“Wearing a face covering isn’t about protecting yourself; it’s about protecting those around you,” the airline’s president and chief operating officer said.
JetBlue Airways on Monday became the first U.S. airline to announce that all passengers will have to wear a face covering on flights.
Starting May 4, passengers will be required to wear a mask that covers their nose and mouth during the duration of each flight and also during check-in, boarding and deplaning, according to a JetBlue statement.
“We are also asking our customers to follow these CDC guidelines in the airport as well,” said Joanna Geraghty, the airline’s president and chief operating officer. “Wearing a face covering isn’t about protecting yourself; it’s about protecting those around you.”
JetBlue customers will be reminded by email and at the airport to wear a mask. Small children who can’t keep a mask on are exempt.
The airline has already started requiring flight crew members to wear face coverings on the job.
Since late March, JetBlue has also reduced the number of seats available on flights so that passengers and crew are able to spread out.
American Airlines will begin requiring flight attendants to wear masks starting May 1, the airline said in a statement Monday. Passengers will be offered personal protective equipment. Masks became mandatory for United Airlines flight attendants on Friday.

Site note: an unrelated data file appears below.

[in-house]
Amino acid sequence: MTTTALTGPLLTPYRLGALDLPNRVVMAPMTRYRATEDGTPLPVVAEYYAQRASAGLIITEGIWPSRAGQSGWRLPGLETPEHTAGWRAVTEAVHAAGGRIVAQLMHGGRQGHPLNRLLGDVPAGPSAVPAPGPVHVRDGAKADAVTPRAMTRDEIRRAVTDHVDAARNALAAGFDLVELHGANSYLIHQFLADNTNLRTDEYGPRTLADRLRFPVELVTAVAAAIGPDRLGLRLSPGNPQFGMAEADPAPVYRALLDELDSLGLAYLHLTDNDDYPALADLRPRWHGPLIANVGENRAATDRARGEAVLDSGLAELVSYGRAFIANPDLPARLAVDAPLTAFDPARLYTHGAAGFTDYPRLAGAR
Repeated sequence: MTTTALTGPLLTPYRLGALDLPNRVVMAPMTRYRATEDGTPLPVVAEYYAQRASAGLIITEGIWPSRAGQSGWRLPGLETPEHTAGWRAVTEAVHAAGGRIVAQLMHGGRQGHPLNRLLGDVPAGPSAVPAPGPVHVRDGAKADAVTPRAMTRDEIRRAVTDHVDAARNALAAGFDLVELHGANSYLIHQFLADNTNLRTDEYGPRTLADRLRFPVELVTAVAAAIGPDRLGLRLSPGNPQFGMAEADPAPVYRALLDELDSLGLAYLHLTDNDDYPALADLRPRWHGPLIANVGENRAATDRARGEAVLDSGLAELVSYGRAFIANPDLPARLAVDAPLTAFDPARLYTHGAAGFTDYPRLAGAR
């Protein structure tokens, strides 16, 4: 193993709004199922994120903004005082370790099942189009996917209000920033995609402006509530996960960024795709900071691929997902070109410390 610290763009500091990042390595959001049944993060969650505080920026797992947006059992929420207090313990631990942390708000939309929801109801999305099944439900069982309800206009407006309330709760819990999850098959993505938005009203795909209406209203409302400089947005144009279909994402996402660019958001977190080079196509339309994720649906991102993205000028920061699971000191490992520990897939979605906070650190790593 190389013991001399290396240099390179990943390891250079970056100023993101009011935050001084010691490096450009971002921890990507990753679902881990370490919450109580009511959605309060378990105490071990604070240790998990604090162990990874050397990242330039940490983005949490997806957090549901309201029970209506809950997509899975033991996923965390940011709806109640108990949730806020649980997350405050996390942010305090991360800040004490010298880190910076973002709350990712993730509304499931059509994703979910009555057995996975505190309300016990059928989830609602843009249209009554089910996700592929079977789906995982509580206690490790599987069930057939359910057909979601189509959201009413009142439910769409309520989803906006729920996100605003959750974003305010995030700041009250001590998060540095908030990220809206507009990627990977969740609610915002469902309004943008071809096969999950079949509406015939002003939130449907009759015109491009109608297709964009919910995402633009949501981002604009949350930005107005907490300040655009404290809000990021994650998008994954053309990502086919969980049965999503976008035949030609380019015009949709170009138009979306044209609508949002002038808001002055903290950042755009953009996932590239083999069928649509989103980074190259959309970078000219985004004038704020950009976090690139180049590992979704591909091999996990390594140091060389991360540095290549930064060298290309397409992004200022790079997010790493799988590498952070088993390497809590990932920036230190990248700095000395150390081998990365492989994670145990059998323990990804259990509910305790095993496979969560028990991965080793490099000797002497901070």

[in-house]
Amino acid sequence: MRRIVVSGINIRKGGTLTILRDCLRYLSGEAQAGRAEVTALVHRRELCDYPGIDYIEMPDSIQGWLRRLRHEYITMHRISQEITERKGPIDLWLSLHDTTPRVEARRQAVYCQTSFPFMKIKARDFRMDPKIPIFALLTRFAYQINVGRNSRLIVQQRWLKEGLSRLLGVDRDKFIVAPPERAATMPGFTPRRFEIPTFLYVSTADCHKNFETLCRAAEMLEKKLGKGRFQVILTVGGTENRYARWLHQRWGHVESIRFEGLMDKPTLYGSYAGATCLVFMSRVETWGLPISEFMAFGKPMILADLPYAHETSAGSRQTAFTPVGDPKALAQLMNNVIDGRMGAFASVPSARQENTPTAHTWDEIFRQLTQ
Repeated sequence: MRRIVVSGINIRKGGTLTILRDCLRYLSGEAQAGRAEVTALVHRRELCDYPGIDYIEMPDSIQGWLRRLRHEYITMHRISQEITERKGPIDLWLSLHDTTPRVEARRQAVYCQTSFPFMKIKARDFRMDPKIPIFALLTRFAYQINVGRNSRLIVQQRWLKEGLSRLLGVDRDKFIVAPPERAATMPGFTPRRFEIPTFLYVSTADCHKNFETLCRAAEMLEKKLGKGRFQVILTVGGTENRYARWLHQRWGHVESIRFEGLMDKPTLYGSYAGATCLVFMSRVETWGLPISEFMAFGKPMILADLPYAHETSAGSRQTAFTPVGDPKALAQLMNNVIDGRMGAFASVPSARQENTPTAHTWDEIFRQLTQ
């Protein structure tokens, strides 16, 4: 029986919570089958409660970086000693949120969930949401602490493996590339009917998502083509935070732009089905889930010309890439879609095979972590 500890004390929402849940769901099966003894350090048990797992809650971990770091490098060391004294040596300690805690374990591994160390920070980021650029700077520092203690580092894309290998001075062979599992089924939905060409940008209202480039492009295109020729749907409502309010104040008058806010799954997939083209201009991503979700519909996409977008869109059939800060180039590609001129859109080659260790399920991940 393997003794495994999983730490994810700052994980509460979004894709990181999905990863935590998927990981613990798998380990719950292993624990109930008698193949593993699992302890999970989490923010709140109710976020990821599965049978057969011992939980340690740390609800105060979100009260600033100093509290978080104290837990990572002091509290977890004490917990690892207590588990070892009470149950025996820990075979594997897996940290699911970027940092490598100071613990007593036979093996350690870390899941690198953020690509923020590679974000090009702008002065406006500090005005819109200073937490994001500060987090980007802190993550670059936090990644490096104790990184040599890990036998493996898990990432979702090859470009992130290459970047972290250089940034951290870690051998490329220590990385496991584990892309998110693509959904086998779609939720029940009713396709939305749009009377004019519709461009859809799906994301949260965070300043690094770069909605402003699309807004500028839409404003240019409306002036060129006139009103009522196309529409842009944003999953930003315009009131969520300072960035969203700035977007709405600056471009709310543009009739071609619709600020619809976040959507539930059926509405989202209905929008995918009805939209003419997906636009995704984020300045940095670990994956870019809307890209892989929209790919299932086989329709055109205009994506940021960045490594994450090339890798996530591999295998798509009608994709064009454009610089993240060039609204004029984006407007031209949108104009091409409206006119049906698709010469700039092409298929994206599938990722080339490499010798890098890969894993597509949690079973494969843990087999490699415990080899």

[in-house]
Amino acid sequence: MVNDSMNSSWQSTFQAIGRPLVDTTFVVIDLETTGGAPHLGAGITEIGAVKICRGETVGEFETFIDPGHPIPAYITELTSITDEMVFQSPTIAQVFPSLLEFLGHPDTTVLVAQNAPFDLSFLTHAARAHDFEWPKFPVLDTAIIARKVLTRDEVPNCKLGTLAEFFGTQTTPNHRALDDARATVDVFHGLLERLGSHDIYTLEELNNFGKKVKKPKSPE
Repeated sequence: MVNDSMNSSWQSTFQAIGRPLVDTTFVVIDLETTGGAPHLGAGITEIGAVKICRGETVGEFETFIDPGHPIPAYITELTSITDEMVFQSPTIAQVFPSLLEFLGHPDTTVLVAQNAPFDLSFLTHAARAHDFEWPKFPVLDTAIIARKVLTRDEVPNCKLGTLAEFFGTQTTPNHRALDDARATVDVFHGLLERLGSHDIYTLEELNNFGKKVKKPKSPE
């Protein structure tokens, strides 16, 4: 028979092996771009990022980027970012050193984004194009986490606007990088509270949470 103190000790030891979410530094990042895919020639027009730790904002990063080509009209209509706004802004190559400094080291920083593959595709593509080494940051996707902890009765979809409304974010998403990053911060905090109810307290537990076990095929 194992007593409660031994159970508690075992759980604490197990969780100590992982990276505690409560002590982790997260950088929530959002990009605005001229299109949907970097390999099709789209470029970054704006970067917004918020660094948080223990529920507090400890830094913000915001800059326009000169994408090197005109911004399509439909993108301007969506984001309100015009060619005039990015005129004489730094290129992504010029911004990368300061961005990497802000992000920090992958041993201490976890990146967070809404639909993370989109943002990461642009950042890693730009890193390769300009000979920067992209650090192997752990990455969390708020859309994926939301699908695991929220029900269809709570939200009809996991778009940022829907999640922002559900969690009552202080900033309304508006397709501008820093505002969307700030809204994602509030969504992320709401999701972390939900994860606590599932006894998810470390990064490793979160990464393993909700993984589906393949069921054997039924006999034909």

On Thursday, the Association of Flight Attendants, which represents 50,000 flight attendants across 20 airlines, sent a letter to U.S. Transportation Secretary Elaine Chao and Health and Human Services Secretary Alex Azar, asking that the departments use their “authority to mandate masks in aviation for crew, employees and passengers; require personal protective equipment; and end all leisure travel until the virus is contained.”
“Since the initial outbreak of COVID-19 in China, flight attendants have been on the front lines of the growing global pandemic,” the labor union’s letter said. At AFA-affiliated airlines, at least 250 flight attendants have tested positive for the coronavirus, the letter said.
The Department of Transportation and the Health and Human Services Department did not immediately respond to requests for comment.